Back in 2002, they paid €50 million for 7,000 e-voting machines, which works out at about €7,200 each, and for what? Well, in technical terms, they’d be known as a heap of shit. Nine or ten years ago, you’d pay the equivalent of about €1,500 for a pretty good Pentium machine with a reasonable screen, a good amount of memory and a fairly decent-sized hard drive by the standards of the time.
What did Bertie’s e-gobshites buy for €7,000? A machine with a tiny LED screen that didn’t work properly, minimal RAM, no hard drive and a processor, the Motorola MC68000, that was so old Moses had one in his chariot. These days, they’re used in pocket calculators and poker machines.
The government paid fifty million to buy seven thousand personal Space Invader consoles. A Sinclair ZX would be more powerful.
This is what da Bert considered cutting-edge technology, da fool. He was prepared to pay many times the current rate for a machine powered by 20-year-old technology. Jesus Christ, he even had the cheek to call people like Joe McCarthy luddites because they saw what a load of bullshit the system was. McCarthy, you might recall, is the IT consultant who first pointed out that the system was untrustworthy and who had the cheek to demand answers to his questions by using the freedom-of-information mechanism.
McCarthy pointed out that the program had not been tested using the Irish voting rules, that there was no way of knowing if it recorded a person’s vote correctly and that it could easily be tampered with. He wanted answers, but answers there were none. The Dutch company behind the thing, Nedap, refused outright to disclose the details of their coding, even to the people who were paying for it — the Irish government — so there was no way of finding out for sure if it did what it was supposed to do. Undeterred, Bertie’s geniuses went ahead and paid for it anyway.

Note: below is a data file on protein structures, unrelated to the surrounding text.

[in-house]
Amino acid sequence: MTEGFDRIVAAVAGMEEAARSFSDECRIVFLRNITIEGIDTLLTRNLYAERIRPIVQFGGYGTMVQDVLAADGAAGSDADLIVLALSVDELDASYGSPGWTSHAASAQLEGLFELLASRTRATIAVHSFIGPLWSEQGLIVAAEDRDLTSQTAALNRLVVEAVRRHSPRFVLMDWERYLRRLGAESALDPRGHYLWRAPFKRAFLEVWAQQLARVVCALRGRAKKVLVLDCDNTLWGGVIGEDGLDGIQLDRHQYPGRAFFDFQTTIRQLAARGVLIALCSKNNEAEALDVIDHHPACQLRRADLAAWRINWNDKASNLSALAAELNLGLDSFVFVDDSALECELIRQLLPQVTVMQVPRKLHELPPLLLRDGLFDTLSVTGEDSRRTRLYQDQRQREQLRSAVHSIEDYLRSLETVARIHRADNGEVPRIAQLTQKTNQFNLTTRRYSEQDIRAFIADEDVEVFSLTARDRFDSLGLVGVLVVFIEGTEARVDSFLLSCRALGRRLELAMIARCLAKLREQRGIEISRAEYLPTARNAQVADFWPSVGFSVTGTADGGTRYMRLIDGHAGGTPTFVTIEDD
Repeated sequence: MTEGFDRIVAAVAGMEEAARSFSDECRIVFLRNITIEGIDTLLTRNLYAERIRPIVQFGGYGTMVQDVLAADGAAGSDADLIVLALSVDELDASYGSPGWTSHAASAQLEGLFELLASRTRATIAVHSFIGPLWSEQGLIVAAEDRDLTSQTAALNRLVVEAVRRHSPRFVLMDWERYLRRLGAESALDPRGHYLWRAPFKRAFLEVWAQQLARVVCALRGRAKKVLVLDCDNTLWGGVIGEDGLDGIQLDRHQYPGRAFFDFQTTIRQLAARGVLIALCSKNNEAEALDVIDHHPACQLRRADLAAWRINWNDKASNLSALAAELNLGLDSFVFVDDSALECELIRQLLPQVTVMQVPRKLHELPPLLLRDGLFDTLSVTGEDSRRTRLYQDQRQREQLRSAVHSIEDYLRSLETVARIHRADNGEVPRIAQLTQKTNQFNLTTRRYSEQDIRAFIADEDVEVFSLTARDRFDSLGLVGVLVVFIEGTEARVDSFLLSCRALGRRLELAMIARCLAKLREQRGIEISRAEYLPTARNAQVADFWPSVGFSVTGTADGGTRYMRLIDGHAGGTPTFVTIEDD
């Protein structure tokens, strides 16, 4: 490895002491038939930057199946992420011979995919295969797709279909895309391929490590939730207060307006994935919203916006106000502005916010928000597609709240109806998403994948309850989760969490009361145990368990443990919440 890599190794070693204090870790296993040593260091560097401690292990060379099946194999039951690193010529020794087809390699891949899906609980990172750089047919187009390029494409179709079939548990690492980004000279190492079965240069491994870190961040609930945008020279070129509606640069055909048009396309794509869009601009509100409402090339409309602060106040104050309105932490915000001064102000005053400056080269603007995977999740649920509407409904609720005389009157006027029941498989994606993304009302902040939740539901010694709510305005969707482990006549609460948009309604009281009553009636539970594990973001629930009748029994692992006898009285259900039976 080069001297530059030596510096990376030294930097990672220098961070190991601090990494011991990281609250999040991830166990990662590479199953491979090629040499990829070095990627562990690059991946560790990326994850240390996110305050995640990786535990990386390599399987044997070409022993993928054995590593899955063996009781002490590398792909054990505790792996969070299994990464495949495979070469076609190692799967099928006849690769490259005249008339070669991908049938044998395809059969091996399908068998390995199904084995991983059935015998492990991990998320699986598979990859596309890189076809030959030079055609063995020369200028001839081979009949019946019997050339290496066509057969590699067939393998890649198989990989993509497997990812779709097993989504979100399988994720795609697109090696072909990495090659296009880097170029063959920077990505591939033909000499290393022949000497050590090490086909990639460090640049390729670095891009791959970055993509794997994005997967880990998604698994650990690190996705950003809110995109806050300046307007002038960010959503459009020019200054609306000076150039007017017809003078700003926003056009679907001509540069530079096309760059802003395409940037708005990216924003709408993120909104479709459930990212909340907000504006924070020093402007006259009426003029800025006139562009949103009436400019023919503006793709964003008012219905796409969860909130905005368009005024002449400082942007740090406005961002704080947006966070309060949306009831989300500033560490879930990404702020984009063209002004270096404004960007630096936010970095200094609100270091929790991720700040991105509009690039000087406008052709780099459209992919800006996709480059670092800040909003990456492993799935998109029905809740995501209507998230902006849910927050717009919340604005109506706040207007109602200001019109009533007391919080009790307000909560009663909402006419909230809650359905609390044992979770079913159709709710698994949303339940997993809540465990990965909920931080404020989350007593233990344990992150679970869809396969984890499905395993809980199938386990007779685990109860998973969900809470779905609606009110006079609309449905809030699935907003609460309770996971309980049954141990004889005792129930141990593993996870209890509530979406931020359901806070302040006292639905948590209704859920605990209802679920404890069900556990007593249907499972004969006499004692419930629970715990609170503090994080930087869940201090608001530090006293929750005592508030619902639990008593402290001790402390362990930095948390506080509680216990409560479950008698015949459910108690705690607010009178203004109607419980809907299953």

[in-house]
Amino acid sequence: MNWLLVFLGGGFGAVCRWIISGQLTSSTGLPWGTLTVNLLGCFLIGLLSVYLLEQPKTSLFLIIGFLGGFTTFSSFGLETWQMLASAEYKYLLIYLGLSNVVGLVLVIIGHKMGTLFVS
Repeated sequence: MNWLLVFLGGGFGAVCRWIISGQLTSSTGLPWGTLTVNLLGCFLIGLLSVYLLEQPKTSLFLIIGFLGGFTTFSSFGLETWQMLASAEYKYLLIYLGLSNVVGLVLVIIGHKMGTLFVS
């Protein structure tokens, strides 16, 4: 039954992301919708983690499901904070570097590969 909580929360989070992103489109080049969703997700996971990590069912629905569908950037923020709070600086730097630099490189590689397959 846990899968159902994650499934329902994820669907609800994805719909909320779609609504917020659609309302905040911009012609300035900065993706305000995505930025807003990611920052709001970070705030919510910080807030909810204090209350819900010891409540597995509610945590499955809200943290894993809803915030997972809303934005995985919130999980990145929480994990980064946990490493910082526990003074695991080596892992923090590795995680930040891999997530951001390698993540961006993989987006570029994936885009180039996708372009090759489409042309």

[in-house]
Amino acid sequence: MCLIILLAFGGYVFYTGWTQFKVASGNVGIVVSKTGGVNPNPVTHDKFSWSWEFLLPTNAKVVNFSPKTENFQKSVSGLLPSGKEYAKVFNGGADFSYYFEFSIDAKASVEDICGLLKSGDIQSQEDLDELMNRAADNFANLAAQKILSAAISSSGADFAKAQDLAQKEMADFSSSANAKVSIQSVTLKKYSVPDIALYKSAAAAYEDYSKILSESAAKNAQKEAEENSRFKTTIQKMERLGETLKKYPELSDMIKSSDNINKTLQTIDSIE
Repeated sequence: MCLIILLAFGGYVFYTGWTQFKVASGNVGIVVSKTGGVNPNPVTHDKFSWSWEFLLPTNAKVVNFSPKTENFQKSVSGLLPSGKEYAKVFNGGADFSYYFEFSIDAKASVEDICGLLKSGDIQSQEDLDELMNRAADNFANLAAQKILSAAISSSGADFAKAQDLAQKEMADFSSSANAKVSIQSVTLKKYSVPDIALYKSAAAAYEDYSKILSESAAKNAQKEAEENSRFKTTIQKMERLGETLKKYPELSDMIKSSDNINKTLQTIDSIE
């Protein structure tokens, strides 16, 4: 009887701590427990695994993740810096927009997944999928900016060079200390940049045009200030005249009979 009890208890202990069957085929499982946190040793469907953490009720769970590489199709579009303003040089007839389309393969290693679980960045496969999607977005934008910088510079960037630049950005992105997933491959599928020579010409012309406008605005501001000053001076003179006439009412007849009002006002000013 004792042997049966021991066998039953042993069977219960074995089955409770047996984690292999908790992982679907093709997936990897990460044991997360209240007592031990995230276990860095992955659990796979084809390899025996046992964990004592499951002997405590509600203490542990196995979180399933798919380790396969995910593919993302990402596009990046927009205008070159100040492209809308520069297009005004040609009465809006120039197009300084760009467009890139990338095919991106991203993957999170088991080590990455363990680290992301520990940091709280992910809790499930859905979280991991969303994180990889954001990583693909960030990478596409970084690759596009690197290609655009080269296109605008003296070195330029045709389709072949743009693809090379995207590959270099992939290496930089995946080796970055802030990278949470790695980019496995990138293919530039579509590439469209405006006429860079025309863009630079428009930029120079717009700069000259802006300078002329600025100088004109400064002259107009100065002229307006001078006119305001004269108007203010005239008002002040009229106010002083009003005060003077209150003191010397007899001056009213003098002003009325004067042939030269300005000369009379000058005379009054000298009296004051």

As McCarthy described it, using Bertie’s poker machine was like shouting your voting choices to a man sitting behind a curtain and hoping he’d write them down properly. It was absolute nonsense. If you bought a bread roll in a supermarket, their electronic till would not only be more powerful than the e-voting machine, but would also issue you with proof of your transaction in the form of a paper receipt. With the Nedap system, you got nothing. Not a sausage. You had no assurance at all that the vote had even been registered.
Press this button and fuck off.
Bertie, a man with no education, saw fit to lecture IT professionals who understood these matters thoroughly, in a classic instance of ignorance thinking it knows best.
It was a joke and it embodied all that was wrong with Ahern’s grossly incompetent style of government. The know-nothing clod was so blinded by glitter and sharp sales talk that he went for what he considered modernity at the expense of democracy. And it’s not just in e-voting that he took this approach, but in every single thing he touched, which is why we and future generations will have to live with the legacy of his gobshitery.
But of course, Ahern wasn’t alone in his arrogance, ignorance and stupidity. Let us not forget his colleague Noel Dempsey, and his equally bumbling glove-puppet Martin Cullen, both of whom had a hand in this embarrassing but revealing episode.
Meanwhile, in a final insult to Nedap, its own country decided to scrap the whole thing because of unreliability. The Dutch decided to use that most detested of instruments from now on: Bertie’s hated peann luaidhe. I didn’t notice him telling the citizens of the Netherlands that they were living in the past, though.
Are there any winners? Of course there are, not least the Fianna Fáil cronies all over the country who rented out lucrative storage space for the poker machines, but of course, the big winners are Nedap, who managed to pawn off a huge heap of junk on gullible Paddies were prepared to pay for something with no guarantee that it worked.
More about e-voting on Bock.
Nedap functional specification.